Men need support with mental health, says South Kesteven district councillor for Grantham Earlesfield
Column by Lee Steptoe, Labour member for Grantham Earlesfield on South Kesteven District Council
It’s not ‘coming home’ and it was heartbreaking, especially after getting so close and losing on the lottery of penalties.
However, this young, highly talented England team, led by the articulate Gareth Southgate, has appealed to the hearts of the nation with its progressive patriotism.
The racist abuse suffered by the three black players that missed penalties is disgusting and a reminder that a small minority have truly repugnant views. When I went to football as a teenager, in the 1980s, the racist hostility was overtly aimed at players, including appalling monkey noises, actually in the stadiums. It is now generated from the cesspit of anonymous social media accounts. The good news is that such abuse is the last gasps of the past. The St George Cross now represents diversity and tolerance.
There will have been many males (and females) feeling very low about the defeat and its aftermath. Men’s mental health is a silent killer and that’s why I’ve been so heartened about two local developments. The Place2bee has been formed by Susan Swinburn’s South Lincolnshire Blind Society and is working to combat male suicide and depression and is providing drop in sessions on Mondays and Thursdays. Volunteers will be trained as mental health first aiders.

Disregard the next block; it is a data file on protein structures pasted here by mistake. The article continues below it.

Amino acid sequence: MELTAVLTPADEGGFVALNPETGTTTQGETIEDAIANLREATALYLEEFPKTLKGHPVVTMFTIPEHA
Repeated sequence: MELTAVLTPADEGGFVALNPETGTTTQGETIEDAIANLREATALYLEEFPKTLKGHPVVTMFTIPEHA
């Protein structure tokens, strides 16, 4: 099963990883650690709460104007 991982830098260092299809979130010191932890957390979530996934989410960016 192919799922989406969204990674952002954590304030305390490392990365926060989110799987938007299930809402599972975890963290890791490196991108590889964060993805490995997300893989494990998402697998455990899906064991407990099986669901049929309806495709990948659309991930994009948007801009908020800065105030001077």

As a veteran teacher I witness the endemic problem of poor mental health in teenagers, obviously compounded by Covid. Boys are still far less likely to seek help than girls - ‘boys don’t cry’, which is a traditionally toxic view. The stigma around mental health issues of past generations is thankfully fading, but there is still so much more to do and resources needed to do it. I am really looking forward to getting involved with Place2bee in a personal capacity and encourage other men to do the same.
The second positive local development is the motion on mental health passed unanimously by SKDC, which will sign us up to the Mental Health Challenge for Local Authorities and appoint a Mental Health Champion from elected members, who will lead a cross-party working party to support positive mental wellbeing in our community. This will work proactively with Lincolnshire County Council and the voluntary sector. A range of councillors have done some great work on this, helping to break down more traditional ‘stiff upper lip’ views.
We live in tough times and these are small but crucial steps in tackling a huge and growing problem.